― Marcus Aurelius

The Power of Rejection

Most of us spend our entire lives trying to avoid rejection, but what if the answer is to embrace rejection instead of always running from it? I recently watched a Ted Talk video of Jia Jiang speaking about his experience of 100 days of rejection, where he actually sought out being turned down for random requests for 100 straight days. His requests were far from ordinary and ranged from asking a complete stranger for $100 to asking for a refill on his hamburger at a local fast food restaurant.

What he found through his 100 day experiment was that if he resisted the urge to run away from the rejection and instead embrace the uncomfortable feeling while staying engaged with the person after being turned down, that it actually was not him that they were rejecting. In most cases, this rings true for us as well. Most of us feel that when our requests are met with a flat “no”, that it is we who are being rejected rather than our request or idea.

Jiang’s experiment actually paid off on the third try when his request for donuts at the local donut shop, made into the shape and color of the olympic rings was met with a “yes, we can do that for you.” You can watch that video here.

The truth is that rejection comes in all shapes and sizes but it always feels the same; embarrassing and hurtful. We have all been rejected at some point in our life and most of us are not willing to go out and intentionally look for more of it, but what if there is something incredibly beautiful on the other side; something freeing? There is a famous quote from Steve Maraboli that says, “Every time I thought I was being rejected from something good, I was actually being redirected to something better.”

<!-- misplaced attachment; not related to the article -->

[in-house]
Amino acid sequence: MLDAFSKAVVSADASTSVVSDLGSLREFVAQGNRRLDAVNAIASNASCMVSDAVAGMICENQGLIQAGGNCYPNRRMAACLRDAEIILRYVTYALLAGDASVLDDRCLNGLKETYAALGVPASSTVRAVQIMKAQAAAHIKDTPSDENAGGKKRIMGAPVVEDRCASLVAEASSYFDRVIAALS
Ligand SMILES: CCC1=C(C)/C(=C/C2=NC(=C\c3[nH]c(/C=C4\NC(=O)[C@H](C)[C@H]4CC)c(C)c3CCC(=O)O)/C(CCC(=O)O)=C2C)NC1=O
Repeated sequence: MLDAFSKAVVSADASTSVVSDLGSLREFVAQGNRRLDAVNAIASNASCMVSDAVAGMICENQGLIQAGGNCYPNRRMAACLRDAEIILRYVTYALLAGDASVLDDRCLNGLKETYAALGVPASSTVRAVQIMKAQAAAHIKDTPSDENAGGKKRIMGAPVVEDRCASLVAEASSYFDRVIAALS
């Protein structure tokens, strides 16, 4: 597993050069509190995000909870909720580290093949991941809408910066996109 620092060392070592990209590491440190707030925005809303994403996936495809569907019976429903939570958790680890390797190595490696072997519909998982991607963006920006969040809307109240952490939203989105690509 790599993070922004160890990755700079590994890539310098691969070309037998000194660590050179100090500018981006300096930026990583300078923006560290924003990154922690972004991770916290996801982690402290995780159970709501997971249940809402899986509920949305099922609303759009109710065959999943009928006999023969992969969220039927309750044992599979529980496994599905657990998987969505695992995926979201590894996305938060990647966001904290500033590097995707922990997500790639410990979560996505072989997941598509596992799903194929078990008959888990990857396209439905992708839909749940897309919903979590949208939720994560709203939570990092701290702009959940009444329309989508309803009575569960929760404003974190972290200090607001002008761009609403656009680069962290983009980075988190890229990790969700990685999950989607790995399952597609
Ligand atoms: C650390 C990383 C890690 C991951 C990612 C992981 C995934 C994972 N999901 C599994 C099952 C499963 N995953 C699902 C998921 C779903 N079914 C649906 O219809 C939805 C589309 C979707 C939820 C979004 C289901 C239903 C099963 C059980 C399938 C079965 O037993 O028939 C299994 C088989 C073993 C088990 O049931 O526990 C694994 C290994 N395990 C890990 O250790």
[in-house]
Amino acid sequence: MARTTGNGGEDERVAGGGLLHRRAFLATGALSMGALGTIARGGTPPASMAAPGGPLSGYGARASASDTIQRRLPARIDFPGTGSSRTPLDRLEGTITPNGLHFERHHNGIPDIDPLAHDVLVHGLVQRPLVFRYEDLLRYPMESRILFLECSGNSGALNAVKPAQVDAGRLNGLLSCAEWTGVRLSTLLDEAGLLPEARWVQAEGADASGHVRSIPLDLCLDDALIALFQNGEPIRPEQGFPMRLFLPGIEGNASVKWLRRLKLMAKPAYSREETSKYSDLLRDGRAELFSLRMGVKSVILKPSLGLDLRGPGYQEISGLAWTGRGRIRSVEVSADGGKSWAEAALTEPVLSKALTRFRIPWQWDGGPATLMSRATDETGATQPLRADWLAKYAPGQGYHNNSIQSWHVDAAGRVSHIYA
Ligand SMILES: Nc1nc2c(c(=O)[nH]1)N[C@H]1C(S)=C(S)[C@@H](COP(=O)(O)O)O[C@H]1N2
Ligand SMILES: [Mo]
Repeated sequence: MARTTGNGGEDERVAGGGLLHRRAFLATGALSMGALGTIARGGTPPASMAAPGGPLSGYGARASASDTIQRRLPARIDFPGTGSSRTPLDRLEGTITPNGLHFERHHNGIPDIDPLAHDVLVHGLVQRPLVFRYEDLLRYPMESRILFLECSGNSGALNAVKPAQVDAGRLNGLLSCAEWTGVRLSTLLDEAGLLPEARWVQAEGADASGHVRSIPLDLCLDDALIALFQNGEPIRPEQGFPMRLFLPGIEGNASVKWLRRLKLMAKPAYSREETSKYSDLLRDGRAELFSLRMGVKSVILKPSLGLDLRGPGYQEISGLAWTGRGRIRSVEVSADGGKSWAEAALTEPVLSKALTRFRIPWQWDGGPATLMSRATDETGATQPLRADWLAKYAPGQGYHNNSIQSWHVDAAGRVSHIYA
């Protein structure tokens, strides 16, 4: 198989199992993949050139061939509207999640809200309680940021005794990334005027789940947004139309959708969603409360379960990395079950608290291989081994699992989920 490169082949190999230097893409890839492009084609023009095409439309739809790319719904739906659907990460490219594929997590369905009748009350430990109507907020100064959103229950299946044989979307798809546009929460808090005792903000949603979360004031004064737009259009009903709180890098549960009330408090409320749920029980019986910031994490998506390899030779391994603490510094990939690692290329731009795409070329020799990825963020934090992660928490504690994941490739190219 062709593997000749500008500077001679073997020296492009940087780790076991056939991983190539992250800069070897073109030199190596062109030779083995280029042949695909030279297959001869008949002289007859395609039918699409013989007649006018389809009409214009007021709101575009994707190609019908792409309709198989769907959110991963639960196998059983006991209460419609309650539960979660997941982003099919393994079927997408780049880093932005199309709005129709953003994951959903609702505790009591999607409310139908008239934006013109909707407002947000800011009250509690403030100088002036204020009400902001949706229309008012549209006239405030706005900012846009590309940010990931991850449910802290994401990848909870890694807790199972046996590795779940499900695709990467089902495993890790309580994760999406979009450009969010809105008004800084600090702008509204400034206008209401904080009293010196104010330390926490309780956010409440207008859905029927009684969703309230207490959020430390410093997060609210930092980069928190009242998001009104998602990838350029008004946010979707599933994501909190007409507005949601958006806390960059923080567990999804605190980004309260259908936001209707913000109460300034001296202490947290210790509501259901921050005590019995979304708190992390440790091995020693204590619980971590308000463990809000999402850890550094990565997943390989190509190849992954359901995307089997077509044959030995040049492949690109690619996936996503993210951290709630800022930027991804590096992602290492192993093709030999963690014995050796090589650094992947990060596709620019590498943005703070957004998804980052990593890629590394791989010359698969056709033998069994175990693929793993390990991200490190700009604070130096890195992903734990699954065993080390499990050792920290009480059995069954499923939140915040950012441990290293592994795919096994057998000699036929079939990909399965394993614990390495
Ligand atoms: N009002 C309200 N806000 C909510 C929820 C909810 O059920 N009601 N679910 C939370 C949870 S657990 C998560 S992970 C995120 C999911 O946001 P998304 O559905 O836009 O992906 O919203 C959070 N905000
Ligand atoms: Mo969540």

In fact we can find stories by the hundreds of company founders, product inventors, and other successful entrepreneurs who were turned down over and over again before getting to the yes that they needed. One of those is Starbucks founder, Howard Schultz who was turned down 242 times by hundreds of banks before getting to the yes that he needed to propel Starbucks into history. If he had given up after the first dozen or so rejections, we would all be drinking gas station coffee today.

My point is that while rejection can sting, it actually hurts worse if we let it stop us in our tracks. In Jiang’s experiment, one of his rejections came when he asked a stranger if he could plant a flower in his backyard (a little weird right?). The stranger said no, but then instead of walking away, Jiang asked “why”.

The stranger said, “because I have a dog in my backyard who tears everything up, so it would never last back there.” You see, he wasn’t rejecting Jiang, but he actually had a legitimate concern. In fact, he then points Jiang to his neighbor and says to ask “Carol” because she loves flowers. Guess what? There’s now a flower planted in Carol’s backyard.